[box cover]

The Perfect Storm

Warner Home Video

Starring George Clooney, Mark Wahlberg, John C. Reilly
and Diane Lane

Written by Bill Wittliff
Adapted from the book by Sebastian Junger

Directed by Wolfgang Petersen

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Review by D. K. Holm                    

There's a conundrum at the heart of The Perfect Storm. An inescapable problem that from the beginning compromised the project of turning Sebastian Junger's bestselling true account of a marine disaster into a hit film. It's a problem so obvious that surely the filmmakers recognized it immediately. Yet this reviewer's selective reading of the mass press about the adaptation both at the time of release and on the IMDB (which has links to no less than a fractional 146 of them) unearthed no mention of the paradox that makes seafood of the film's premise.

It's simple, really — when the swordfishing boat Andrea Gail set sail in October 1991 from Gloucester, Mass., on a desperate second run for fish, the crew had no idea that it was riding into the storm of the century. When the winds and waves finally receded several days later, the Andrea Gail and all hands were lost. Bits of the ship floated up onto the coast of Newfoundland or somewhere, but otherwise the vessel had vanished. There were no survivors among its six man crew. It's last radio communication was quite early in the proceedings. The point is clear — no one knows what happened on that ship! In his book, Sebastian Junger speculates cautiously and offers up a few scenarios, based on interviews with veterans of other storms and his knowledge of the characters involved. But Junger focused on those waiting back home, fretting hopelessly as the storm increased and word from their loved ones seemed less likely.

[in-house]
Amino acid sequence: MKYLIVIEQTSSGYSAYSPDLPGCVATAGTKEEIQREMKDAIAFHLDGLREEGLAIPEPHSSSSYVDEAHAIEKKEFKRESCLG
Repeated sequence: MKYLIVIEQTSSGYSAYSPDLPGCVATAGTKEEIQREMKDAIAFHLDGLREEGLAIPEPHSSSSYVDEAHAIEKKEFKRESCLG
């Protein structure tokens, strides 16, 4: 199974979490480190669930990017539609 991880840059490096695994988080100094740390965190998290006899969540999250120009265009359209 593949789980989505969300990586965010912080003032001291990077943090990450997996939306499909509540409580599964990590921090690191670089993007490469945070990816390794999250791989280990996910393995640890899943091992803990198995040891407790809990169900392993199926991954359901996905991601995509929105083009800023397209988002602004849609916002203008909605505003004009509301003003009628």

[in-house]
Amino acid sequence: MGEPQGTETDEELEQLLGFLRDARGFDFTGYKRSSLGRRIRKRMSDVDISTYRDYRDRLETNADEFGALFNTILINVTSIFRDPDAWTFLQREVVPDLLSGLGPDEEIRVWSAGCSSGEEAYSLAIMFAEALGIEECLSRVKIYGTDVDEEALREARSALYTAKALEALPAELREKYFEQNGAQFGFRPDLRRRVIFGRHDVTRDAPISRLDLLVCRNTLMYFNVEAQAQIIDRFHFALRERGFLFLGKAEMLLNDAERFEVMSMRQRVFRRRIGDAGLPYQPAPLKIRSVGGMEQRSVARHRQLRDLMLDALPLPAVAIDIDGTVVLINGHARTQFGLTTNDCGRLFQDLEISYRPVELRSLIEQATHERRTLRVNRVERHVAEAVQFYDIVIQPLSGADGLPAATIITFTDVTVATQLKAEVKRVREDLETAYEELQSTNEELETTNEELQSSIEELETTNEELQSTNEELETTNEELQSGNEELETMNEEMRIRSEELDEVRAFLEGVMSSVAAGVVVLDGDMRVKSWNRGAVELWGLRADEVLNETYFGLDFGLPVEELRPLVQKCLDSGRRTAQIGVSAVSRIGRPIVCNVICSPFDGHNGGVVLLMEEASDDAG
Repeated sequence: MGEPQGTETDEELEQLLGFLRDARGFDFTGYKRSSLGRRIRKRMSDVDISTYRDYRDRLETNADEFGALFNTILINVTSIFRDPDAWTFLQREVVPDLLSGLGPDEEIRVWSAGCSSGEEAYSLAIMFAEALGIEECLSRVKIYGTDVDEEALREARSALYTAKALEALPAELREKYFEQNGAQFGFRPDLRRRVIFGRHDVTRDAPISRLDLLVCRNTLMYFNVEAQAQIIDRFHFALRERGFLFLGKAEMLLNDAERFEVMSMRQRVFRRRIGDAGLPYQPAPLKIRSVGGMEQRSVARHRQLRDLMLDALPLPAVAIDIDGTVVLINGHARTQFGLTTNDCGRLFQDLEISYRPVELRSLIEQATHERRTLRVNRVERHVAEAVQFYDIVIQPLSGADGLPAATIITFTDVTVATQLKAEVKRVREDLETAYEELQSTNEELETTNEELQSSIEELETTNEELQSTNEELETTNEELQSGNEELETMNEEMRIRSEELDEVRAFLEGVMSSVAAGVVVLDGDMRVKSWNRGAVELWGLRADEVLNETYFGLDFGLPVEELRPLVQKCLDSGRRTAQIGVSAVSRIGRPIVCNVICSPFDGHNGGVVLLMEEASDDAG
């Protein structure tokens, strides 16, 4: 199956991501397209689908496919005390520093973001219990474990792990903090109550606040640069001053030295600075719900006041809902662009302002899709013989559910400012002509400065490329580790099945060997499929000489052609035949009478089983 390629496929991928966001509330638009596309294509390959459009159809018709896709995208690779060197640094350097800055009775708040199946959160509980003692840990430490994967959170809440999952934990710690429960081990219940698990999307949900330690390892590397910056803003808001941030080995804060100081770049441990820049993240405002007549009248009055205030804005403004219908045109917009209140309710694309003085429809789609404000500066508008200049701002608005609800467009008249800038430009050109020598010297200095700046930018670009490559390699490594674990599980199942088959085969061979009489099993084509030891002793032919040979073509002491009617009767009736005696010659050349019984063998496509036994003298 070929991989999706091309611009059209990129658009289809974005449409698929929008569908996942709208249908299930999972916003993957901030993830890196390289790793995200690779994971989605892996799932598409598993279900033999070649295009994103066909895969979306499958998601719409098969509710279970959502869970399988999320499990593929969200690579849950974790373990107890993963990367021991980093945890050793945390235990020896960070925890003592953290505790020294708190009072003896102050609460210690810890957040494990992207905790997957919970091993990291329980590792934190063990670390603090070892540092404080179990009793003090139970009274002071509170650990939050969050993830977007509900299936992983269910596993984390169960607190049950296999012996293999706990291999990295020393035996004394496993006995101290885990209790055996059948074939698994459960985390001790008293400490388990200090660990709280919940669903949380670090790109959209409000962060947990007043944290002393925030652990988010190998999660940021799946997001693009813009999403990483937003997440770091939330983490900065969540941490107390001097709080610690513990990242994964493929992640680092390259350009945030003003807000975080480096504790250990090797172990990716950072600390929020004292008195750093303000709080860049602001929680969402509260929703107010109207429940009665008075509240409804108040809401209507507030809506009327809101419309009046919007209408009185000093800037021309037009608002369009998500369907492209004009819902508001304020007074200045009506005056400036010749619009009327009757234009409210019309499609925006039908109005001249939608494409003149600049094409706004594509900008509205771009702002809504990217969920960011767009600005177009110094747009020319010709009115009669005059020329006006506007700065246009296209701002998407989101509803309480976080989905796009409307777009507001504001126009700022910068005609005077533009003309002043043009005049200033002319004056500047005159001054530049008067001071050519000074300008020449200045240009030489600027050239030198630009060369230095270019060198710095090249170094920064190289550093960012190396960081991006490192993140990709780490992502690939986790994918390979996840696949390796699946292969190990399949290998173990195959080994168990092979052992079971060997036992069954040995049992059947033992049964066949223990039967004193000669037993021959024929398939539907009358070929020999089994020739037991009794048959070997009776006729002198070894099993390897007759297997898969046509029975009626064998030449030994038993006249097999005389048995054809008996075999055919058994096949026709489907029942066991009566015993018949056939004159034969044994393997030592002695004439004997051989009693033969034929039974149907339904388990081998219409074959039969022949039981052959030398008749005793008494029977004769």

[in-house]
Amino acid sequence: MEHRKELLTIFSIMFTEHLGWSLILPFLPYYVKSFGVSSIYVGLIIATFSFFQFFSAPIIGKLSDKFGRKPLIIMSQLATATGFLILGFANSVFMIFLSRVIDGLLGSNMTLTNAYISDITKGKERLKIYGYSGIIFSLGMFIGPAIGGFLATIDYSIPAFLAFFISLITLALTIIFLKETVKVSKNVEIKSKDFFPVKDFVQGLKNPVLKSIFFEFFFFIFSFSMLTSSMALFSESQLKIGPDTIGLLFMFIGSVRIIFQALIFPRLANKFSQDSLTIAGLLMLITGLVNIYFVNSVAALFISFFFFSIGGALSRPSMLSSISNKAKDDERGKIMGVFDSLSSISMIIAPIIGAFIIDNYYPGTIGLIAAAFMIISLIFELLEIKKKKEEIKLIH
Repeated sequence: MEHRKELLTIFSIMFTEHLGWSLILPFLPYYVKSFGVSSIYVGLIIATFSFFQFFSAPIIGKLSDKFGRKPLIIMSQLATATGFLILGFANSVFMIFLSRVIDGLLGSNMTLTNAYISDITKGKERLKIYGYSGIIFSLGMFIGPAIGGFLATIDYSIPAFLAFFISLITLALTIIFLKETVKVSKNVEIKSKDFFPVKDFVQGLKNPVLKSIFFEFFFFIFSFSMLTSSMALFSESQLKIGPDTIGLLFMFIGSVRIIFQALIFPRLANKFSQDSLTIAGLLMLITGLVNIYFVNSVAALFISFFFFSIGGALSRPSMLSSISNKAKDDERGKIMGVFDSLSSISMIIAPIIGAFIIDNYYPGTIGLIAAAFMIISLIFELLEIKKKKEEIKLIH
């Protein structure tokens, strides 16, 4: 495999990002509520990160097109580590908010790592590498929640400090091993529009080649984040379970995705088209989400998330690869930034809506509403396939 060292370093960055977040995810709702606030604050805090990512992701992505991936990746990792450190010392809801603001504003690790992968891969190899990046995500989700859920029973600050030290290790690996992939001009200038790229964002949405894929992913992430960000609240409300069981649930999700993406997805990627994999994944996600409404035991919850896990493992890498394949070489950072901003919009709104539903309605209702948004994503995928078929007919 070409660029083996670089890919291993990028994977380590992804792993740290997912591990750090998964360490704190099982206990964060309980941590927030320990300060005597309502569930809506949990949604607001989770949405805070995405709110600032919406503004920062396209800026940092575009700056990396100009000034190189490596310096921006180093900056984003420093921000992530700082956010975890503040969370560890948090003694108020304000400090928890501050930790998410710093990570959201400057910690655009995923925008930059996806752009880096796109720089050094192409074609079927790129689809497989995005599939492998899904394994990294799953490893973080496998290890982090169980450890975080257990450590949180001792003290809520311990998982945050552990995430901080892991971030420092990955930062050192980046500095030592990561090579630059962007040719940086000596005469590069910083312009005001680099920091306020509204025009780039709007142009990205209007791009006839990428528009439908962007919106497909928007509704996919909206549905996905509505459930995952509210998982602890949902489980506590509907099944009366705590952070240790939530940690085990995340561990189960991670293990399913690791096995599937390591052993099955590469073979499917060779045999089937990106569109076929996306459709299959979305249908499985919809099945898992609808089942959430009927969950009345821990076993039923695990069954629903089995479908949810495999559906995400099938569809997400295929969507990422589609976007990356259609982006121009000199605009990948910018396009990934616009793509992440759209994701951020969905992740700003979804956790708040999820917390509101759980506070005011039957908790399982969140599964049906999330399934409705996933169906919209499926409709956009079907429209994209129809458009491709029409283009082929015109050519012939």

Junger's book is about the effects of disaster. But The Perfect Storm is a disaster film. Some epicene French intellectual, his yellowed fingers tobacco-stained, his rotting teeth hued brown from coffee, might be inclined to make a film about those who wait, an anti-film about ordinary people. Some Iranian neo-realist would embrace wholeheartedly a small tale exploring the nuances and subtle gestures of a fishing community quietly enduring the tension of a disaster once removed. But this is the American film industry we're talking about here, so we need a manly cast, special effects, and most of all an action-filled story. So what do they do? They make it all up!

I'm exaggerating for dramatic effect, of course. In the end, director Wolfgang Petersen — no stranger to nautical tales and confined spaces — and screenwriter Bill Wittliff seem to hew greatly to the facts of everything else the book recounted — the living situations of the crew members and their mates and ex-mates, and the various rescue missions that were conducted parallel to the Andrea Gail's travails. But it's an action film. Whereas a Lucino Visconti might explore more fully and carefully the economic climate of the fishing industry as it affects a town like Gloucester, Petersen & Co. rush through all that stuff. The key thing is to get out on the water and face the elements.